Story Highlights Governor of the Bank of Jamaica, Brian Wynter, says that while challenges remain, the business climate in Jamaica is conducive to attracting increased private sector investment.“We need all our entrepreneurs to see it, understand it, and believe it. We need for them to believe it will last and to also have the faith to start investing or to invest even more,” Mr. Wynter said.He was addressing journalists and members of the business community during a media briefing held at the Hilton Rose Hall Hotel, Montego Bay, on May 19.He also encouraged the private sector, notably those engaged in tourism, exports and competitive import substitution, to “create more jobs and more sustainable growth.”Mr. Wynter said he fully expects the Montego Bay business community to grasp and appreciate the moment, considering that the city, once the poorest part of the island, was built on faith.He cited successful risk takers such as Jamaican hotelier, Gordon “Butch” Stewart and Entrepreneur, Tony Hart, who was responsible for starting the Montego Freeport industrial hub in 1967.“When American Oscar Hammerstein wrote the famous words…for the iconic musical, the Sound of Music in 1959, he was staying at his Jamaican property Highland House, right here in Montego Bay. Now, in 2017, the hills are reverberating with the rhythms of economic possibilities, because Jamaica is no longer a long shot; it is now the smart money,” Mr. Wynter stated.In the 2016 Doing Business Report of the World Bank, Jamaica was named among the 10 most improved economies for doing business in the world.The country’s ranking moved from 71st to 64th in the world, placing Jamaica as first in the Caribbean in respect of the ease of doing business, and sixth in Latin America and the Caribbean. He cited successful risk takers such as Jamaican hotelier, Gordon ‘Butch’ Stewart and Entrepreneur, Tony Hart, who was responsible for starting the Montego Freeport industrial hub in 1967. Governor of the Bank of Jamaica Brian Wynter, says that while challenges remain, the business climate in Jamaica is conducive to attracting increased private sector investment. “We need all our entrepreneurs to see it, understand it, and believe it. We need for them to believe it will last and to also have the faith to start investing or to invest even more,” Mr. Wynter said.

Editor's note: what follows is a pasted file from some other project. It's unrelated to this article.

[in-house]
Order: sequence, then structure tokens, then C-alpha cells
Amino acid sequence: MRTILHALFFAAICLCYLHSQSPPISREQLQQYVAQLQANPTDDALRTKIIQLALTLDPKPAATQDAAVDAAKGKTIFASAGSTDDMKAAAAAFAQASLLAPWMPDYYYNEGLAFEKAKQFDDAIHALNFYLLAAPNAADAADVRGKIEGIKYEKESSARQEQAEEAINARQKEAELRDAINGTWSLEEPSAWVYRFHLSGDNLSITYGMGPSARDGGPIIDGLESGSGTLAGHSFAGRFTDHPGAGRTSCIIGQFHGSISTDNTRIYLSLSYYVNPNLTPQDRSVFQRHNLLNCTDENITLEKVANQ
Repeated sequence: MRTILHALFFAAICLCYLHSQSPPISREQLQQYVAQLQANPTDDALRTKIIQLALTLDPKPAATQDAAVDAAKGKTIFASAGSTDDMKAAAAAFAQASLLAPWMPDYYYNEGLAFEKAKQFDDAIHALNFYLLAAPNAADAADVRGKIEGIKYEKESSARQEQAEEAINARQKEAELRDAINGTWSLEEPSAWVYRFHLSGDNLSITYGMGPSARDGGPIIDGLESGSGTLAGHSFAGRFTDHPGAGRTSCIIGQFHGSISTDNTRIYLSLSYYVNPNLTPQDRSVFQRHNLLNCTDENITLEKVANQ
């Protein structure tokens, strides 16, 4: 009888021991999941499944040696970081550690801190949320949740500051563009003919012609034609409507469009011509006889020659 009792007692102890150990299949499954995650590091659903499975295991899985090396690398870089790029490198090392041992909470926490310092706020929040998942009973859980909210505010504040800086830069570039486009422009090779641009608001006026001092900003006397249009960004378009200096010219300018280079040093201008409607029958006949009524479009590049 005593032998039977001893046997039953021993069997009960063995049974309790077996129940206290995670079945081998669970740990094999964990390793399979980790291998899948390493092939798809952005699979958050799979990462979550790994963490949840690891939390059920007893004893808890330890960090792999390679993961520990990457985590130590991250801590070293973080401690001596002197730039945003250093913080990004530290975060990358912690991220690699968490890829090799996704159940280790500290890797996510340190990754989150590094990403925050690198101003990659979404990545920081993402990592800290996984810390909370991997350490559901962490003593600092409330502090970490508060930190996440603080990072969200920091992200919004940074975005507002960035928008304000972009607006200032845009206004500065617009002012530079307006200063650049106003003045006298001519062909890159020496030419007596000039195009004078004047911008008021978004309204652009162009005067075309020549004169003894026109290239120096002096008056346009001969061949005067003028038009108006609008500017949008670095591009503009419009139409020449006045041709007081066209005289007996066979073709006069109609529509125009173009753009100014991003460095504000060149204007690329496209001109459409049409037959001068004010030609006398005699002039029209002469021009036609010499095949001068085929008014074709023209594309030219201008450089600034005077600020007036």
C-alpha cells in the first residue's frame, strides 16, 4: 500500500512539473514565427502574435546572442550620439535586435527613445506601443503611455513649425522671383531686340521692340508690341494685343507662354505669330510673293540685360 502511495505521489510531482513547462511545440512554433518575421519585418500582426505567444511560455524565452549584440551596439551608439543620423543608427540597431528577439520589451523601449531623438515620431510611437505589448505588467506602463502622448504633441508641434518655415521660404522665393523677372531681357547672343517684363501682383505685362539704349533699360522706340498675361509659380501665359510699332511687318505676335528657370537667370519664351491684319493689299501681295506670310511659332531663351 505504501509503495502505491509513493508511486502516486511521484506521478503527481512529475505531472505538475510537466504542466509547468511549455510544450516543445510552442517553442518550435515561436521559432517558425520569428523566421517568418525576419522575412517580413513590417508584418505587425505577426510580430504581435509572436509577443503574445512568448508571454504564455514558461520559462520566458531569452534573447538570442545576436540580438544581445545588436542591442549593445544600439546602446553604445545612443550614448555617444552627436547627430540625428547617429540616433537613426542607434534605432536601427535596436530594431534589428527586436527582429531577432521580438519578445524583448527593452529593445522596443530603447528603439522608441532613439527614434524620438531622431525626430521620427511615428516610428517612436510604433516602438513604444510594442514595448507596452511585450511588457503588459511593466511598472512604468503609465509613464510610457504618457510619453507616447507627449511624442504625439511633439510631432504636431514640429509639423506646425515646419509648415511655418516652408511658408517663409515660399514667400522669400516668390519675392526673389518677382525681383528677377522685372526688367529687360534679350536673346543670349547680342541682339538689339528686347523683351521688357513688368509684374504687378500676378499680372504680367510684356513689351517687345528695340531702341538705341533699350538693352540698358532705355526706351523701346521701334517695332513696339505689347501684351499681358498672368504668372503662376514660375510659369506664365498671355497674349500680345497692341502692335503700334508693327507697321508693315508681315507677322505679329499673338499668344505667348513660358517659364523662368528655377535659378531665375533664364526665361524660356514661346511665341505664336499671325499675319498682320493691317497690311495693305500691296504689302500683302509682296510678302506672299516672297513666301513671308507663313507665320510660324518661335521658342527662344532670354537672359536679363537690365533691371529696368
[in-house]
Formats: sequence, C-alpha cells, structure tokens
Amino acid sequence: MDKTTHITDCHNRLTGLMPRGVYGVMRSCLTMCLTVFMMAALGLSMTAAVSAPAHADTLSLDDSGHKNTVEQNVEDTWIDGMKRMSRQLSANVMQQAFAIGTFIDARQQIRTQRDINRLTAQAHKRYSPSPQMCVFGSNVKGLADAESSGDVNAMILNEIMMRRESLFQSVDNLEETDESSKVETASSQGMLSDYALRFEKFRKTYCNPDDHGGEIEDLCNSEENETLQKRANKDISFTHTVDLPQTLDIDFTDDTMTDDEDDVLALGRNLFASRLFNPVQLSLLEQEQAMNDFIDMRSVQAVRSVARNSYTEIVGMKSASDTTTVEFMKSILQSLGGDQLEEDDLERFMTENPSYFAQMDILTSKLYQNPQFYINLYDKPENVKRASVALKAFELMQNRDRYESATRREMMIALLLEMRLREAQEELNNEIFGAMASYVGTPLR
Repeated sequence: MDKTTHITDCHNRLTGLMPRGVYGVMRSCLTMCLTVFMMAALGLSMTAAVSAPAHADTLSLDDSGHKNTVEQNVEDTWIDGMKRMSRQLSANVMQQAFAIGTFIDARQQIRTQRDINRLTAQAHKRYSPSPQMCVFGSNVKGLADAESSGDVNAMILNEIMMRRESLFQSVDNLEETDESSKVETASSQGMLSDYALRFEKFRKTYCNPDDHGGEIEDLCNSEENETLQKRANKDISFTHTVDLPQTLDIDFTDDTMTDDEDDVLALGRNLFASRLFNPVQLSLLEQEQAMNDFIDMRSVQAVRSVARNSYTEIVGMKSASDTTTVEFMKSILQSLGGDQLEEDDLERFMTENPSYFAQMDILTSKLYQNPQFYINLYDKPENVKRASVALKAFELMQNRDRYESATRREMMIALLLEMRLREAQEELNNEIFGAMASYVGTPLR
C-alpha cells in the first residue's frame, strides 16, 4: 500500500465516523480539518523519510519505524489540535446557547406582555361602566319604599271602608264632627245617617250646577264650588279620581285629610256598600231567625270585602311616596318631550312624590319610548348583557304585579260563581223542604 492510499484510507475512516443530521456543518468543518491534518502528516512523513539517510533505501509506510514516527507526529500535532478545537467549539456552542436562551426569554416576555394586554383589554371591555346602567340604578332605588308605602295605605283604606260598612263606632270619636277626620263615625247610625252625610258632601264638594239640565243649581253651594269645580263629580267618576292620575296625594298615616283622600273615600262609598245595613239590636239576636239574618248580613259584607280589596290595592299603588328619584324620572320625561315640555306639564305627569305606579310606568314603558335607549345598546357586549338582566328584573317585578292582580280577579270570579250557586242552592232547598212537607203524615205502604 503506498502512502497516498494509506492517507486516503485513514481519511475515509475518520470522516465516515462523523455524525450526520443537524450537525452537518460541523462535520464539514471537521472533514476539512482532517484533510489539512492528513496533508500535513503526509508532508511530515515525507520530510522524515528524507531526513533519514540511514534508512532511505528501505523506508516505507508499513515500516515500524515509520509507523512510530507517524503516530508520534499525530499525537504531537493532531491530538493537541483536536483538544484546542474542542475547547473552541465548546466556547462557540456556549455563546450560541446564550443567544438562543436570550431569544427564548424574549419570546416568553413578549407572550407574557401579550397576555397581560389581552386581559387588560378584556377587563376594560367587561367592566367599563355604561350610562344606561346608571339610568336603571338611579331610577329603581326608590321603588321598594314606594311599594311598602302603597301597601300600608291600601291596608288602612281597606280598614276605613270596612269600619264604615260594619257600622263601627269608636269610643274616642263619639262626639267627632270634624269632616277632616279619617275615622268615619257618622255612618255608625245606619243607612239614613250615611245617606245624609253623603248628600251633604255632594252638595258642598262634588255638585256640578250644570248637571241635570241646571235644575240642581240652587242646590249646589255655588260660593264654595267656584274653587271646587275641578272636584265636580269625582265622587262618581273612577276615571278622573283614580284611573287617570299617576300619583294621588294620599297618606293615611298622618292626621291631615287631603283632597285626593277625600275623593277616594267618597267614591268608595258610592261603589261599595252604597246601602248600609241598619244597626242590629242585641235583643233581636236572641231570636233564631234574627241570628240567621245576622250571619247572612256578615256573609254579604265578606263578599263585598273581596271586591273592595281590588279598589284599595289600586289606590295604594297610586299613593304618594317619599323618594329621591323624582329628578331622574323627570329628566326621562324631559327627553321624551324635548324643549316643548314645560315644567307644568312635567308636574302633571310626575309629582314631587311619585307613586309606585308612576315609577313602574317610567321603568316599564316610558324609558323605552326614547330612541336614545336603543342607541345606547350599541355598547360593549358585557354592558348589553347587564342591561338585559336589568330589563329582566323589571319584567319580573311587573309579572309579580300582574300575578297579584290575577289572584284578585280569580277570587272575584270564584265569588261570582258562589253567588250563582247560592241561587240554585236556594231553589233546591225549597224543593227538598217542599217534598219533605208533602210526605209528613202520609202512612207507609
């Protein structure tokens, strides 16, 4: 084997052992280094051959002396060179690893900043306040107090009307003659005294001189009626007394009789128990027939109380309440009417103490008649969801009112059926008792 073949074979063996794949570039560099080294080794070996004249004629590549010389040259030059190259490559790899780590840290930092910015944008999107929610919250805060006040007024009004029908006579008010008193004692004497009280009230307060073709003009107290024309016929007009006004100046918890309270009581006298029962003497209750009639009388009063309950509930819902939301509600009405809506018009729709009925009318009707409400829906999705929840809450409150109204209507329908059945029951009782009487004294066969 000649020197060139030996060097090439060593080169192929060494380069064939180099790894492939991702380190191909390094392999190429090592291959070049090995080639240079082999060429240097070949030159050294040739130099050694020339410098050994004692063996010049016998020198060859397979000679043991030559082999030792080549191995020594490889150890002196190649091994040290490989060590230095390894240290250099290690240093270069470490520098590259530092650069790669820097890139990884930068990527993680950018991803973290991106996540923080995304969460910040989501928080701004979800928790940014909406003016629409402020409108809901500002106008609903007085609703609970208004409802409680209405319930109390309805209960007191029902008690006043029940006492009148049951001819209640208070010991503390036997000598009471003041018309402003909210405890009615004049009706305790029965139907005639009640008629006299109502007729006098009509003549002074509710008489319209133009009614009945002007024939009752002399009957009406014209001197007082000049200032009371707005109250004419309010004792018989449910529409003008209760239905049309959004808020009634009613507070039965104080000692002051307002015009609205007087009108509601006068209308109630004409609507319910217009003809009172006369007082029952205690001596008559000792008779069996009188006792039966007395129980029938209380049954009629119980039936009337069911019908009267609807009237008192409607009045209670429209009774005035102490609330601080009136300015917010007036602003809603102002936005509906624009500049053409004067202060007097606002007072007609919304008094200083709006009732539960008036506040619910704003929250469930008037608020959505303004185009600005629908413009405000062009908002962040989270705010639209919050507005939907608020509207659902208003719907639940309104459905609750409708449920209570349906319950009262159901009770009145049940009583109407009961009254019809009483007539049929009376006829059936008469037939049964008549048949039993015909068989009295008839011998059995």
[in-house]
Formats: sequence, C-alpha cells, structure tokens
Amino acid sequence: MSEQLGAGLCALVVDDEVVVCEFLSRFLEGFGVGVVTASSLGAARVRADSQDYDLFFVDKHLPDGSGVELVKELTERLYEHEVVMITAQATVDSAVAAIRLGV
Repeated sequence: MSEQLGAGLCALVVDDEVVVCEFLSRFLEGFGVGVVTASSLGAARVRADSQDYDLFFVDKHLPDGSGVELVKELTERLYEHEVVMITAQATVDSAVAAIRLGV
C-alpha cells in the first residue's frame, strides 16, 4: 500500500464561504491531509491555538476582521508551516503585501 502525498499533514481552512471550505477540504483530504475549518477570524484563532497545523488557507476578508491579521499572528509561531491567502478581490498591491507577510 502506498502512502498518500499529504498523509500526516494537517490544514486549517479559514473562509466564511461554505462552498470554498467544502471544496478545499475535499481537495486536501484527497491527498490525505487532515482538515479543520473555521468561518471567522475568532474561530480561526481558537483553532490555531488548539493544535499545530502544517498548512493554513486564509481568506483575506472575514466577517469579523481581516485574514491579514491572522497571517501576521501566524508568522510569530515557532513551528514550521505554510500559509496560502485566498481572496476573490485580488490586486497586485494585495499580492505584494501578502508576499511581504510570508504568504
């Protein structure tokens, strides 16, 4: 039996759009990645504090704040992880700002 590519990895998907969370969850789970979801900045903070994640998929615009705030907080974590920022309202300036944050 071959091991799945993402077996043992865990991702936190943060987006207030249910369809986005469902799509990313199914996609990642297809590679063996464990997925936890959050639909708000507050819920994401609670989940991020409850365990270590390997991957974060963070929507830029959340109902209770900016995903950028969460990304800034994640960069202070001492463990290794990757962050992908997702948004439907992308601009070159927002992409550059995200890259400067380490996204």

OTTAWA – The Liberal government says it’s willing to back down on a proposal — criticized by Indigenous groups — that would force users of the Access to Information Act to be precise about the records they’re seeking.A federal bill would amend the access law by requiring applicants to state the type of record being sought, the subject matter and the time-frame in which the documents were created.At a Senate committee Wednesday, Treasury Board President Scott Brison said he had heard the concerns of Indigenous groups, who argued the provision could hinder the ability to request archival records needed to settle historical claims.It is often difficult for archival researchers to know when a desired record was created or where exactly in the files it might be found, and Brison invited senators studying the bill to amend the planned wording.However, Brison is not budging on another, related provision of the bill that would give agencies the power, with permission from the information commissioner, to decline to act on requests considered overly broad, vexatious, made in bad faith or otherwise an abuse of the process.The Access to Information Act allows applicants who pay $5 to ask for federal documents, but it has been widely denounced as slow, antiquated and riddled with unnecessary exceptions that shield files from release.The Trudeau government says its bill represents the first real modernization of the law since it took effect in 1983.It would give the information commissioner new authority to order the release of records as well as entrench the practice of routinely releasing documents such as briefing notes and expense reports.But many who testified at a House of Commons committee dismissed the legislation as a step backward.